The studio submission (Apotheosis) was also a technically demanding image, with 6/7 lights in the studio involved in the group portrait.  Again I think the brief was hit, taking classical portrait, in this case the last supper, but applied in a modern way.  It is fair to say I have been heavily influence by LaChapelle, but was ready to acknowledge we could not incorporate the diversity of props into the set.  It was a shoot I will not forget, everyone had fun and and enthusiastic to be apart of it, for which I am very thankful.  Health and safety was covered carefully in the shoot, we had rearrange most of the desks to build the set.  I did feel the white background could have produced a far better image, but the back was too bright in comparison to the foreground and had parts of those images clipped.  The black background did expose better and across both backdrops the gels worked well for me, adding to the dominant colours of red, blue and fuchsia.  I am disappointed with the final print, however, I had requested from the printers a matt finish and double the size of what we exhibited at the end of term.  There was just not enough time to have it reprinted.  As a follow up I think I am going to look to shoot against a white background again next term.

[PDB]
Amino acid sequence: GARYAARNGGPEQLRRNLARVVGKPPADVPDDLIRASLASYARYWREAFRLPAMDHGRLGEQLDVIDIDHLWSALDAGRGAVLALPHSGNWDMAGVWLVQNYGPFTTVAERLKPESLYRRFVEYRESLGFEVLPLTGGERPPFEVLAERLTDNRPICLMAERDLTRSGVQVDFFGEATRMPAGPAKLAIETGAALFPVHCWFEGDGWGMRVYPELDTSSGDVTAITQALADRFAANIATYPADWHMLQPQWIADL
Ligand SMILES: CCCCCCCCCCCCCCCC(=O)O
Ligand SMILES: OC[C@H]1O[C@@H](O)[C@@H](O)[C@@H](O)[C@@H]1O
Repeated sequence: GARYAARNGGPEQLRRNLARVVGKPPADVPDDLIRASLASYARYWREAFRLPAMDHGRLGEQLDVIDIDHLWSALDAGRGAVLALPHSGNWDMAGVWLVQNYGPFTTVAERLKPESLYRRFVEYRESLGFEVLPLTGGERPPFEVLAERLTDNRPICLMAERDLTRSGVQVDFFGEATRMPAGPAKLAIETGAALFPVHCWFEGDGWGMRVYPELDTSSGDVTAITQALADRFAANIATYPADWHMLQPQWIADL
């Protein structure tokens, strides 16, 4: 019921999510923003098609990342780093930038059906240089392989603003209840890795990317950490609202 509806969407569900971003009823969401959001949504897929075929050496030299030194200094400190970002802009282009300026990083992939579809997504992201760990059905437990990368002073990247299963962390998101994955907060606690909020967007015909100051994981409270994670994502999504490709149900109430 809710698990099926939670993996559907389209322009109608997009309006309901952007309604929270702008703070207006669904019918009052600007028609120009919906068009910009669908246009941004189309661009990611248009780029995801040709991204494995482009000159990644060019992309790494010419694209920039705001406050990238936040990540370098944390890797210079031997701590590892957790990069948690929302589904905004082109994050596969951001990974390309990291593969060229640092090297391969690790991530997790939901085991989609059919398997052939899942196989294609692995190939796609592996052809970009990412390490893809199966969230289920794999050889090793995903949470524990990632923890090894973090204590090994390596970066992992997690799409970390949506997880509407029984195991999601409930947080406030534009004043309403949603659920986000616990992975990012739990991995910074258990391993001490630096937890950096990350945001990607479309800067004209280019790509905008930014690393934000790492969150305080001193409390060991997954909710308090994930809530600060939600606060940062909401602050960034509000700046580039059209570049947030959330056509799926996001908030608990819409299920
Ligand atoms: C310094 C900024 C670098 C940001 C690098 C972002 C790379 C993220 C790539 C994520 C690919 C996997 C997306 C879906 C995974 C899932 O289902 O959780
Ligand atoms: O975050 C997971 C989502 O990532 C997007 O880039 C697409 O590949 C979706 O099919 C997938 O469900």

The location shoot I felt was the best of all three submissions.  Last term my images didn’t say anything in the submissions, but feel the subjects in all three shoots have said more.  There was a subtlety to the final images in this respect, I think if I had gone down the journalistic route of making a very topical statement, it could have missed the concepts of ‘Realism’ evident in the ‘Cruel and Tender’ exhibition.  Really enjoyed post production on these images as well, turning into B&W and using adjustment curves to enhance contrast.  Of the seven images, I think the padlock was the weakest and nearly left it out completely.  What interested me though, was the lock was in use, but the chain was not at all, kind of ironic for the area.  Patzsch covered so many diverse subjects, it also felt right to include it, even if the image itself is a little disappointing.  The prints were also the better of the submissions.  Adding a small white border to the gloss prints made the texture and contrast jump out.

Overall a good term, with improving choice of subjects.  Post production has been a real weakness of mine and if I want to improve the final result of my work, this is the next area I need to focus on.

Criteria 1, 2, 3, 4

CT – Cruel and Tender – Location Research